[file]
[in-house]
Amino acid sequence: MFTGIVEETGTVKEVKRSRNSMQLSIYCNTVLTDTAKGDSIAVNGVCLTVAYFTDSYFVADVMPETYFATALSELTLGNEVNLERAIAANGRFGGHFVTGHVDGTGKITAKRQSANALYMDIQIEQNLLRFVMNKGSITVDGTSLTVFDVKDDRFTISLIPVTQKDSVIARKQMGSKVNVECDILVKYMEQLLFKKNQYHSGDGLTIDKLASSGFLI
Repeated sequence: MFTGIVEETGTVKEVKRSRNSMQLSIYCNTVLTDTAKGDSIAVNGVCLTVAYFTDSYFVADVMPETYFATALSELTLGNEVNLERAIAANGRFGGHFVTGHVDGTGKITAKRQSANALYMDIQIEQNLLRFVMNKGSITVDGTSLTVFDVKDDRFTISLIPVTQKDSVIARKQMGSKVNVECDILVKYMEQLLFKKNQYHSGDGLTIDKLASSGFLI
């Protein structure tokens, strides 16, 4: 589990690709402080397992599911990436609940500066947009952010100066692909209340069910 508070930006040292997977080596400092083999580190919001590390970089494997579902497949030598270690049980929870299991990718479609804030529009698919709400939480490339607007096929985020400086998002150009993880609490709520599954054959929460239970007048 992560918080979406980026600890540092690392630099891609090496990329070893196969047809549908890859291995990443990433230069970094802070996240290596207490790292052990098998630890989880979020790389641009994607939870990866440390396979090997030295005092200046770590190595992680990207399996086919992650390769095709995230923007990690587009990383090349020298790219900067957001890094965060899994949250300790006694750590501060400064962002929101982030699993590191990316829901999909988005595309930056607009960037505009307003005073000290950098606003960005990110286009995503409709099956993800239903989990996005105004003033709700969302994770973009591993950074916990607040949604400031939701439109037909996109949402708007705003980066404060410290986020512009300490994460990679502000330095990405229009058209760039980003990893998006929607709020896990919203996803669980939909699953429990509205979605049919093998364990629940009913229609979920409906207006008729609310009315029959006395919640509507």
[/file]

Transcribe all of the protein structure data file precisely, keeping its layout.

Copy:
[in-house]
Amino acid sequence: MFTGIVEETGTVKEVKRSRNSMQLSIYCNTVLTDTAKGDSIAVNGVCLTVAYFTDSYFVADVMPETYFATALSELTLGNEVNLERAIAANGRFGGHFVTGHVDGTGKITAKRQSANALYMDIQIEQNLLRFVMNKGSITVDGTSLTVFDVKDDRFTISLIPVTQKDSVIARKQMGSKVNVECDILVKYMEQLLFKKNQYHSGDGLTIDKLASSGFLI
Repeated sequence: MFTGIVEETGTVKEVKRSRNSMQLSIYCNTVLTDTAKGDSIAVNGVCLTVAYFTDSYFVADVMPETYFATALSELTLGNEVNLERAIAANGRFGGHFVTGHVDGTGKITAKRQSANALYMDIQIEQNLLRFVMNKGSITVDGTSLTVFDVKDDRFTISLIPVTQKDSVIARKQMGSKVNVECDILVKYMEQLLFKKNQYHSGDGLTIDKLASSGFLI
């Protein structure tokens, strides 16, 4: 589990690709402080397992599911990436609940500066947009952010100066692909209340069910 508070930006040292997977080596400092083999580190919001590390970089494997579902497949030598270690049980929870299991990718479609804030529009698919709400939480490339607007096929985020400086998002150009993880609490709520599954054959929460239970007048 992560918080979406980026600890540092690392630099891609090496990329070893196969047809549908890859291995990443990433230069970094802070996240290596207490790292052990098998630890989880979020790389641009994607939870990866440390396979090997030295005092200046770590190595992680990207399996086919992650390769095709995230923007990690587009990383090349020298790219900067957001890094965060899994949250300790006694750590501060400064962002929101982030699993590191990316829901999909988005595309930056607009960037505009307003005073000290950098606003960005990110286009995503409709099956993800239903989990996005105004003033709700969302994770973009591993950074916990607040949604400031939701439109037909996109949402708007705003980066404060410290986020512009300490994460990679502000330095990405229009058209760039980003990893998006929607709020896990919203996803669980939909699953429990509205979605049919093998364990629940009913229609979920409906207006008729609310009315029959006395919640509507």